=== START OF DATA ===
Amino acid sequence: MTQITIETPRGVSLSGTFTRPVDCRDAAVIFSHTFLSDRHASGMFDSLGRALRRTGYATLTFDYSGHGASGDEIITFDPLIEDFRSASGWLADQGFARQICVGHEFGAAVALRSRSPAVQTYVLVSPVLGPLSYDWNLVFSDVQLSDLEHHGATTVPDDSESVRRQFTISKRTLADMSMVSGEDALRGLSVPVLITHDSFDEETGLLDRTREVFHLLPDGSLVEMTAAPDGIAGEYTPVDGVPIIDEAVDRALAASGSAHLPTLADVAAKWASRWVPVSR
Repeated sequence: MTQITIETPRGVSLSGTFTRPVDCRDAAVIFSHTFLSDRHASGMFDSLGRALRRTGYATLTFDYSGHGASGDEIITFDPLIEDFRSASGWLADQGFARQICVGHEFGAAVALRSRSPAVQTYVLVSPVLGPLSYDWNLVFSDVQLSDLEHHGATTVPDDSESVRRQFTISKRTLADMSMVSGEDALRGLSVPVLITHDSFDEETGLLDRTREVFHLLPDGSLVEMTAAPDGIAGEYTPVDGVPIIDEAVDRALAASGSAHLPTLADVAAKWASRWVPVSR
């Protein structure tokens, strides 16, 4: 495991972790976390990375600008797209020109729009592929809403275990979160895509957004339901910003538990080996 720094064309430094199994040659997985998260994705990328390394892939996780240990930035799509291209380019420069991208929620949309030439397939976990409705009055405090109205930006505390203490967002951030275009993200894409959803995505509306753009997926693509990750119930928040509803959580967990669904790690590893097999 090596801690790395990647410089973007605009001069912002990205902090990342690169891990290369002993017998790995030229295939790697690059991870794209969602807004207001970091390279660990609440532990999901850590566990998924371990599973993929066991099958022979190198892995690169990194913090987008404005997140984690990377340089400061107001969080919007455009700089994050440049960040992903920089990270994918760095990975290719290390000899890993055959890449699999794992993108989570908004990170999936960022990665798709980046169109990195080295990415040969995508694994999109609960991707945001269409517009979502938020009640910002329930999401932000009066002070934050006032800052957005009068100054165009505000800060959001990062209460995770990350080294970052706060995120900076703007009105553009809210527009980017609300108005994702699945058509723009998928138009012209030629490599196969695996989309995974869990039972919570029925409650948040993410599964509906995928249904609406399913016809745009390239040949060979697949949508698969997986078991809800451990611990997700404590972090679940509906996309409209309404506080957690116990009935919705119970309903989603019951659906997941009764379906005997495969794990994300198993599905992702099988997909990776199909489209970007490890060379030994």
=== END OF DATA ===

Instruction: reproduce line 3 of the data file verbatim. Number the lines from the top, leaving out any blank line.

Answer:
């Protein structure tokens, strides 16, 4: 495991972790976390990375600008797209020109729009592929809403275990979160895509957004339901910003538990080996 720094064309430094199994040659997985998260994705990328390394892939996780240990930035799509291209380019420069991208929620949309030439397939976990409705009055405090109205930006505390203490967002951030275009993200894409959803995505509306753009997926693509990750119930928040509803959580967990669904790690590893097999 090596801690790395990647410089973007605009001069912002990205902090990342690169891990290369002993017998790995030229295939790697690059991870794209969602807004207001970091390279660990609440532990999901850590566990998924371990599973993929066991099958022979190198892995690169990194913090987008404005997140984690990377340089400061107001969080919007455009700089994050440049960040992903920089990270994918760095990975290719290390000899890993055959890449699999794992993108989570908004990170999936960022990665798709980046169109990195080295990415040969995508694994999109609960991707945001269409517009979502938020009640910002329930999401932000009066002070934050006032800052957005009068100054165009505000800060959001990062209460995770990350080294970052706060995120900076703007009105553009809210527009980017609300108005994702699945058509723009998928138009012209030629490599196969695996989309995974869990039972919570029925409650948040993410599964509906995928249904609406399913016809745009390239040949060979697949949508698969997986078991809800451990611990997700404590972090679940509906996309409209309404506080957690116990009935919705119970309903989603019951659906997941009764379906005997495969794990994300198993599905992702099988997909990776199909489209970007490890060379030994």